Last Updated: Tuesday - 01/04/2011
August 27, 2001
Bishops condemn Marian sect
Quebec-based group claims to be lead by reincarnation of Virgin Mary
WESTERN CATHOLIC REPORTER
OTTAWA — The Canadian Conference of Catholic Bishops has condemned a Quebec-based sect whose founder claims to be the reincarnation of the Virgin Mary.
Canadian Catholics should have nothing to do with the Army of Mary, a still active heretical sect banned in Quebec in 1987, the CCCB said in an Aug. 15 "doctrinal note."
"The Army of Mary's ongoing activities and teachings pose dangers for the Catholic Church in Canada and to the faith of its members," the bishops said.
In view of this and the continuing threat to the integrity and unity of the Catholic faith, the bishops declare that the sect, regardless of its claim to the contrary is not a Catholic association. The note was approved by the Vatican.
"When one looks at the fundamental principles of the (sect), it is very Catholic," said Archbishop Maurice Couture, archbishop of Quebec.
"What was unacceptable was the way of promoting Marian devotion, especially with regard to writings on the person of the foundress," Couture said in May 2000.
In its four-page statement, CCCB underscored the Catholic teaching concerning private revelations, Mary's role in the history of salvation and the role of the Church authority.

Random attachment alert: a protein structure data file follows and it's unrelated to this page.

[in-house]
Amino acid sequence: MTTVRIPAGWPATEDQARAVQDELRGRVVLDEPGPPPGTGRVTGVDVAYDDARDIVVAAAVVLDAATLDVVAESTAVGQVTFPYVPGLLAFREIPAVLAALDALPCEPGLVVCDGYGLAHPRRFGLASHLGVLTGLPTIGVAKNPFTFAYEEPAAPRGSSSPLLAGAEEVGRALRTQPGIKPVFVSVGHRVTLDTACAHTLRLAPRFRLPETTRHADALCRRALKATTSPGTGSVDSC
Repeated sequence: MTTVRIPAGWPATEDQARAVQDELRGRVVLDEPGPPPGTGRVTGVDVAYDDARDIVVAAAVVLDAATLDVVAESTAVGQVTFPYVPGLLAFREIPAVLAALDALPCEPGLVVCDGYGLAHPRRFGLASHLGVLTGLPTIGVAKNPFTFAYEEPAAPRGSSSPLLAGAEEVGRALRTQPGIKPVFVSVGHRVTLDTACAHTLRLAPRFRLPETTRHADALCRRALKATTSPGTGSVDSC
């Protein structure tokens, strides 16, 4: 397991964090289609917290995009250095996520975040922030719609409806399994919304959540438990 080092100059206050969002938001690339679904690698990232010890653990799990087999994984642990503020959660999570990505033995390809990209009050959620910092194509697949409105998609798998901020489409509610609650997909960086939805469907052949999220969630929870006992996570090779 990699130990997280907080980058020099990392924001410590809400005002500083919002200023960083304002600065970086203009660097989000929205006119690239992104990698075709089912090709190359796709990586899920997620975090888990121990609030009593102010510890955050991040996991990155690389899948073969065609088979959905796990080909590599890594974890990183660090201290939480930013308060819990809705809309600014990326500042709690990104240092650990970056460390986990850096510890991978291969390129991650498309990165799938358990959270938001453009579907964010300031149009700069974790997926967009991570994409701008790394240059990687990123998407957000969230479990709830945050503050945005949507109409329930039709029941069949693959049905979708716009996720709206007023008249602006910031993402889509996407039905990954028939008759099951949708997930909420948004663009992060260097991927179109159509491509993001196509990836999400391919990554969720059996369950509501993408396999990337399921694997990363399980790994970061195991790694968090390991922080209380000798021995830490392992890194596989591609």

It also pointed out where the sect's teachings and practices came into conflict with orthodoxy.
The private revelations, upon which members of the Army of Mary stake their claim, do not merely urge Catholics to follow the Gospel, "they include spurious new doctrines that are without foundation in the Scripture or tradition," said the note.
Its Marian devotion contains many elements that are patently contrary to the teaching of the Church, especially with regard to Mary's place in God's plan of redemption and her non-repeatable, irreplaceable role in salvation history.
Writings of Marie-Paul Giguere, its foundress and Marc Bosquart, an avid follower, suggested that Giguere is the living reincarnation of the Virgin Mary.
In May 2000, Cardinal Joseph Ratzinger, head of the Vatican's Congregation for the Doctrine of Faith, alerted the CCCB to the continued operation of the sect 12 years after its status in the Church was revoked by Cardinal Louis-Albert Vachon, then archbishop of Quebec.
Members of the Army of Mary are not worried about the doctrinal note.
"We are rejoicing as we see the prophecy being realized," said their official statement issued two days after the CCCB note was released.
The statement claimed that the CCCB note is a fulfillment of the prophecy on suffering and triumph of the Army of Mary Foundress Mother Paul-Marie Giguere.
On April 28, 1958, Giguere allegedly received a message from God that she will suffer from persecution by the Church particularly from the clergy, who are sinning through pride, egoism and sensuality.
The alleged message also mentioned that "one day the truth will shine forth" and that Giguere will be given proof of her innocence.
The sect said that its work is God's work. Therefore they claim that God "will save his work." Their work is to bring together souls of good will resolved to live, with Mary, the Christian life to its perfection in all the demands of the duties of their state.
The Army of Mary, which is present in 14 countries with 25,000 members, was founded on Aug. 28, 1971 at the Shrine of Our Lady of Etchemin, in the Diocese of Quebec.
The sect, which prides itself for having financed the education and preparation of more than 40 priests, claims that it draws its legitimacy from God.
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